Here's Where Food and Booze Are the Cheapest In Europe
If you've had a $16 generic beer in an Oslo dive, you know that food and drink prices vary wildly across Europe. That's the kind of information that's worth knowing well in advance of your trip. Thankfully, Eurostat has compiled the exact information you're looking for.
The statistical office of the European Union has taken a survey of 440 comparable foods across Europe to create an index of food, beverage, and tobacco prices categorized by nation. Their data concludes that Switzerland has Europe's most expensive food and drinks. They're followed closely by Norway, Denmark, and Iceland.
At the opposite end, Poland is the continent's cheapest country. They're at the bottom of the list with Romania, Albania, and Serbia.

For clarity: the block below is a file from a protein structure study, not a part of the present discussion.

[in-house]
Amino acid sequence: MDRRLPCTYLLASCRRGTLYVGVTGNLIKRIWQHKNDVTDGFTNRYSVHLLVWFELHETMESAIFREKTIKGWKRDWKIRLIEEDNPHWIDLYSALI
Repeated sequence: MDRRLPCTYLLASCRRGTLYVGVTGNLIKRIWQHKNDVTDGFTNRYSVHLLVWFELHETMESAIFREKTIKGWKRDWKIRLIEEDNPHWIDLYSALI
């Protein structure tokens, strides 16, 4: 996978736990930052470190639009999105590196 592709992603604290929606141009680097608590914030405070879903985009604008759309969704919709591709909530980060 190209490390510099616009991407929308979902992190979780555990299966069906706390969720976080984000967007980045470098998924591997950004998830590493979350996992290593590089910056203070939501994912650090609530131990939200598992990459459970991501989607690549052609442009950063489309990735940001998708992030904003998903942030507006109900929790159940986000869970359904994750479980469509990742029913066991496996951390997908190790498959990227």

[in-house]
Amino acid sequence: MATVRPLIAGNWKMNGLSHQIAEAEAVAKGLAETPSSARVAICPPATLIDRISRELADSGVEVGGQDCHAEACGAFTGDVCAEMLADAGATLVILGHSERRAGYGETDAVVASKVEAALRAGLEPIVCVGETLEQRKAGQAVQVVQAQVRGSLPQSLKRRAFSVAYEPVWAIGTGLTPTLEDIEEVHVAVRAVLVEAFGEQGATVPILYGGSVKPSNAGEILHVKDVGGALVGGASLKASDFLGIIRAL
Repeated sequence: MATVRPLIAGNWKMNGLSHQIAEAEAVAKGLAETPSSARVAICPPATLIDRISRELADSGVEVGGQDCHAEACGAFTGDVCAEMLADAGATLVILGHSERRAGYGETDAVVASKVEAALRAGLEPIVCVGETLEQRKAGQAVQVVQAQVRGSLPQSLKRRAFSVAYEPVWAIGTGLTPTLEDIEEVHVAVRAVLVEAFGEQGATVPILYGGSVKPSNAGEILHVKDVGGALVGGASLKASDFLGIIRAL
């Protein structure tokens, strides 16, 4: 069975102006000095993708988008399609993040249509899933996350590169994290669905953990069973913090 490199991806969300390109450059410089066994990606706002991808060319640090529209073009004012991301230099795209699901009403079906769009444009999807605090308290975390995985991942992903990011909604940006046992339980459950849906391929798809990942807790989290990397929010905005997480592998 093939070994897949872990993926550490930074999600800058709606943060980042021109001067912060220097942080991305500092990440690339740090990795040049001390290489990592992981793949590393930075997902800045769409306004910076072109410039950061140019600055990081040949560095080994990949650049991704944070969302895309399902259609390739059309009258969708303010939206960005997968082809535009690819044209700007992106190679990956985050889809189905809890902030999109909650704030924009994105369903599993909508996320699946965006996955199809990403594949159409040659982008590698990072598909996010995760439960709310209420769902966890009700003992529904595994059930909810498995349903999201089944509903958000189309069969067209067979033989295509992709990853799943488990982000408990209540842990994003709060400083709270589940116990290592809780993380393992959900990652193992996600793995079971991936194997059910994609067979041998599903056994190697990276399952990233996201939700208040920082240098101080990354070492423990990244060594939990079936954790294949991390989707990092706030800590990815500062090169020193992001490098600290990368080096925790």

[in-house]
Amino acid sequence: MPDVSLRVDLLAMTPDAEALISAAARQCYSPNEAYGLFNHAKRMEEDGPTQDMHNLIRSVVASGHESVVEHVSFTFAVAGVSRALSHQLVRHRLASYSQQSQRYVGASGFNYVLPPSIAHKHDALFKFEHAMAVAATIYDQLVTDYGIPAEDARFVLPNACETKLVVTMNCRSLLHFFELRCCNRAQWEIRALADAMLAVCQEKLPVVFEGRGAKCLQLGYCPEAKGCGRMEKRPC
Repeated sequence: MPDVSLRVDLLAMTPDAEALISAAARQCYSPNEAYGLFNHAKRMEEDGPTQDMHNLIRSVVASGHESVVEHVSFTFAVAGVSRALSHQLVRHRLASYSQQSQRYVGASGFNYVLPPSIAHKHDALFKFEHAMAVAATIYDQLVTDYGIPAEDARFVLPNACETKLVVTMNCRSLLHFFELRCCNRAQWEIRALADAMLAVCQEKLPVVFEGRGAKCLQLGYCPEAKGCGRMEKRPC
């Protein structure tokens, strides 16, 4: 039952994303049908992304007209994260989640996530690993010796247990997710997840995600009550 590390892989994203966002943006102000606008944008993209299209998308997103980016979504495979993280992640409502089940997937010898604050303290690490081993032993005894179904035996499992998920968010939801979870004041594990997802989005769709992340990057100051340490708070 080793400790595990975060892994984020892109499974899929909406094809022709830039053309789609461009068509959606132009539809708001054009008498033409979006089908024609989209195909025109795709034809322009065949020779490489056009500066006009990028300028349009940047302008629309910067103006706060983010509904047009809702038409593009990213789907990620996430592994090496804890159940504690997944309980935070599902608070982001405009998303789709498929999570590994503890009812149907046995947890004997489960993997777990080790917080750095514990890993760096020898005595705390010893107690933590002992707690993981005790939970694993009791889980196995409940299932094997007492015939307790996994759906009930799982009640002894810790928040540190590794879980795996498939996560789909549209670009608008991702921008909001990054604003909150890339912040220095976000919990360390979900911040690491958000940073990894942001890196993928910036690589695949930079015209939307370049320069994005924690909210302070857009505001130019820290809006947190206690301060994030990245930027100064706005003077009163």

Broken down by categories, Bulgaria isn't a bad spot for vice, with alcohol coming in 36 percent below the E.U. average. Their tobacco is 50 percent cheaper than average, while it's at its highest in the Norway and the U.K. at 120 and 119 percent above average, respectively. Norway is also the most expensive hub for alcoholic beverages, with drinks costing 250 percent above average.
Their data also breaks down by food type, revealing that bread, cereals, meat, and fish are at their most expensive in Denmark. Milk, cheese, and eggs are the priciest in Cyprus. At the opposite end, Romania has the cheapest bread and cereals, Albania has the cheapest meat, and Poland has the continent's cheapest milk. That's more interesting than useful unless you drink a lot of milk when you're on vacation.
Above, take a look at Eurostat's complete ranking of European nations.
h/t Indy 100
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